Mary Jo Markham stumbles into a cancer survivors' meeting while escaping from the psych ward after a failed suicide attempt. She's positive her mother hates her. Her job has been outsourced to a third world country. All she wants are coffee and donuts and an escape from herself.. What she discovers are friendships, laughter, much-needed change, and the realization that she's not such a bad person after all. If only there wasn't that monstrous lie between her and her new companions.
This book is designed to introduce young children to unfamiliar situations in an amusing and friendly way. It features Stephen Cartwright's delightful illustrations, providing lots to look at and talk about. An ideal starting point for young children and adults to discuss first experiences. Other titles in this series include: "Going to the Hospital"; "Going to a Party"; and, "The New Puppy".
This is a colourful and fun new take on a timeless series designed to introduce young children to unfamiliar situations in an amusing and friendly way. Stickers can be used throughout the stories to replace key words and help young children build their vocabulary. Each title features Stephen Cartwright's delightful illustrations, providing lots to look at and talk about. It is an ideal starting point for young children and adults to discuss first experiences. It features over 50 stickers and "I found the duck!" reward stickers.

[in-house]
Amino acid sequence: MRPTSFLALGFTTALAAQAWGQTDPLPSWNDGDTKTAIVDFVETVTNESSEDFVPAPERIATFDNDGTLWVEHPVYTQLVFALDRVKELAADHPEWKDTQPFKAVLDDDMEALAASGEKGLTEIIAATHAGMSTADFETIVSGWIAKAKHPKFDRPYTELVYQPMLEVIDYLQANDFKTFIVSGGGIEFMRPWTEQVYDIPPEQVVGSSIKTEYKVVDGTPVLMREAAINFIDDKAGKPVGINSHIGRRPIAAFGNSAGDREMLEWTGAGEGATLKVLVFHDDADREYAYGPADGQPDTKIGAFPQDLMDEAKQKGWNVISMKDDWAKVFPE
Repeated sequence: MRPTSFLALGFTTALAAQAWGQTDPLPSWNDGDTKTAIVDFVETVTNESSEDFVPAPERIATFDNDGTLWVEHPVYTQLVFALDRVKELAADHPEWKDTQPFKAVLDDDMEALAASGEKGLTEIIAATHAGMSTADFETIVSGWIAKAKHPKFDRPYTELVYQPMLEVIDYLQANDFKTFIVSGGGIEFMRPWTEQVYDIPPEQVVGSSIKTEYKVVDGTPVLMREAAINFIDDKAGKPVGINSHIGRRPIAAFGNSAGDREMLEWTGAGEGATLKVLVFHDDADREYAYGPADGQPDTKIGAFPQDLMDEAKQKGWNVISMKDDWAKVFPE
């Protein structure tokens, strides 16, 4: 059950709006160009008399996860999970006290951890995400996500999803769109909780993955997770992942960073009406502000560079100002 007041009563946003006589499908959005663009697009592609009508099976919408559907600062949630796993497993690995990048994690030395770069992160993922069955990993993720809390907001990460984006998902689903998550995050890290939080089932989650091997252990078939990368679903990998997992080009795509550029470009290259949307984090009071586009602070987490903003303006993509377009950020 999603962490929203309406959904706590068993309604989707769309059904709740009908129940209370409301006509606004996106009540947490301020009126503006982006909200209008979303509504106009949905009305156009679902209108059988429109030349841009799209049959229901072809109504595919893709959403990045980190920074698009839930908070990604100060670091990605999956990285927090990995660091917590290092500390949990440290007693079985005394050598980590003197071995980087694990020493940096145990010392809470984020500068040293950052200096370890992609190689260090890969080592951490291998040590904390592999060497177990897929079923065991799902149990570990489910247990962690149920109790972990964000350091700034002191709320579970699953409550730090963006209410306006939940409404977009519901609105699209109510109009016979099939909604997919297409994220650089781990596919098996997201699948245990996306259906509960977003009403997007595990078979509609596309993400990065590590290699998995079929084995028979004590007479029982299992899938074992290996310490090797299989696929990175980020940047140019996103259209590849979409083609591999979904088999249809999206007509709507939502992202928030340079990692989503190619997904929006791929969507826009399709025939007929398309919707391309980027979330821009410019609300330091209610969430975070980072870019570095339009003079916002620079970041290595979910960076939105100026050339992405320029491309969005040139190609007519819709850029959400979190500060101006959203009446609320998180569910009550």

In this book, Jeanine Grenberg argues that everything important about Kant's moral philosophy emerges from careful reflection upon the common human moral experience of the conflict between happiness and morality. Through careful readings of both the Groundwork and the Critique of Practical Reason, Grenberg shows that Kant, typically thought to be an overly technical moral philosopher, in fact is a vigorous defender of the common person's first-personal encounter with moral demands. Grenberg uncovers a notion of phenomenological experience in Kant's account of the Fact of Reason, develops a new a reading of the Fact, and grants a moral epistemic role for feeling in grounding Kant's a priori morality. The book thus challenges readings which attribute only a motivational role to feeling; and Fichtean readings which violate Kant's commitments to the limits of reason. This study will be valuable to students and scholars engaged in Kant studies.
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